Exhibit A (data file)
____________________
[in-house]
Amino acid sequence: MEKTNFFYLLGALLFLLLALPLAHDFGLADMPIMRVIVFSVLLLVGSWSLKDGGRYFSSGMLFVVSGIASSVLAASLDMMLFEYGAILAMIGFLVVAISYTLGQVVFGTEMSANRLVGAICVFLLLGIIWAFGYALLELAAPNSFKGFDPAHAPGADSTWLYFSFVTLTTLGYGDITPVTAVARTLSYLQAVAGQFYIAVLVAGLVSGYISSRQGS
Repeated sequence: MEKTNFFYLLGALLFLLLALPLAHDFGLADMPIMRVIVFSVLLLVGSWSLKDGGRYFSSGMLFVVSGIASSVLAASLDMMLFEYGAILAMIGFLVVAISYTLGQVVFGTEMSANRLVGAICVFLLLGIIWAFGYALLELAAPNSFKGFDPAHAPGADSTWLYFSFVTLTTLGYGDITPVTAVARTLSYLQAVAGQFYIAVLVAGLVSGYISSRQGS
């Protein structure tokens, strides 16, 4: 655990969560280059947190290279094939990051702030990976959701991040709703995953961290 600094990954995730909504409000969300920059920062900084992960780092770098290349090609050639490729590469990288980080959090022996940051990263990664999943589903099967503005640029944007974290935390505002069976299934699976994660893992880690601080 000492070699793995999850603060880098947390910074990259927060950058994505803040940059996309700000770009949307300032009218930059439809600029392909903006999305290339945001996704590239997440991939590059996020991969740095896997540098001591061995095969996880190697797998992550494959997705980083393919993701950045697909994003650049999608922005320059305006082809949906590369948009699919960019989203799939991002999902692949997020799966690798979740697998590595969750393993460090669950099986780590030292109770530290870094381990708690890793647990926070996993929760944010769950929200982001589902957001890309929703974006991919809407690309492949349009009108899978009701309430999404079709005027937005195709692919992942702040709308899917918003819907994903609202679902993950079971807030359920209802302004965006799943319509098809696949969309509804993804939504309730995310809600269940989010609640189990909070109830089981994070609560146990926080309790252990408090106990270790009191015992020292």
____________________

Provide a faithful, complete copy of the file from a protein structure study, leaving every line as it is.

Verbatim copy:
[in-house]
Amino acid sequence: MEKTNFFYLLGALLFLLLALPLAHDFGLADMPIMRVIVFSVLLLVGSWSLKDGGRYFSSGMLFVVSGIASSVLAASLDMMLFEYGAILAMIGFLVVAISYTLGQVVFGTEMSANRLVGAICVFLLLGIIWAFGYALLELAAPNSFKGFDPAHAPGADSTWLYFSFVTLTTLGYGDITPVTAVARTLSYLQAVAGQFYIAVLVAGLVSGYISSRQGS
Repeated sequence: MEKTNFFYLLGALLFLLLALPLAHDFGLADMPIMRVIVFSVLLLVGSWSLKDGGRYFSSGMLFVVSGIASSVLAASLDMMLFEYGAILAMIGFLVVAISYTLGQVVFGTEMSANRLVGAICVFLLLGIIWAFGYALLELAAPNSFKGFDPAHAPGADSTWLYFSFVTLTTLGYGDITPVTAVARTLSYLQAVAGQFYIAVLVAGLVSGYISSRQGS
């Protein structure tokens, strides 16, 4: 655990969560280059947190290279094939990051702030990976959701991040709703995953961290 600094990954995730909504409000969300920059920062900084992960780092770098290349090609050639490729590469990288980080959090022996940051990263990664999943589903099967503005640029944007974290935390505002069976299934699976994660893992880690601080 000492070699793995999850603060880098947390910074990259927060950058994505803040940059996309700000770009949307300032009218930059439809600029392909903006999305290339945001996704590239997440991939590059996020991969740095896997540098001591061995095969996880190697797998992550494959997705980083393919993701950045697909994003650049999608922005320059305006082809949906590369948009699919960019989203799939991002999902692949997020799966690798979740697998590595969750393993460090669950099986780590030292109770530290870094381990708690890793647990926070996993929760944010769950929200982001589902957001890309929703974006991919809407690309492949349009009108899978009701309430999404079709005027937005195709692919992942702040709308899917918003819907994903609202679902993950079971807030359920209802302004965006799943319509098809696949969309509804993804939504309730995310809600269940989010609640189990909070109830089981994070609560146990926080309790252990408090106990270790009191015992020292």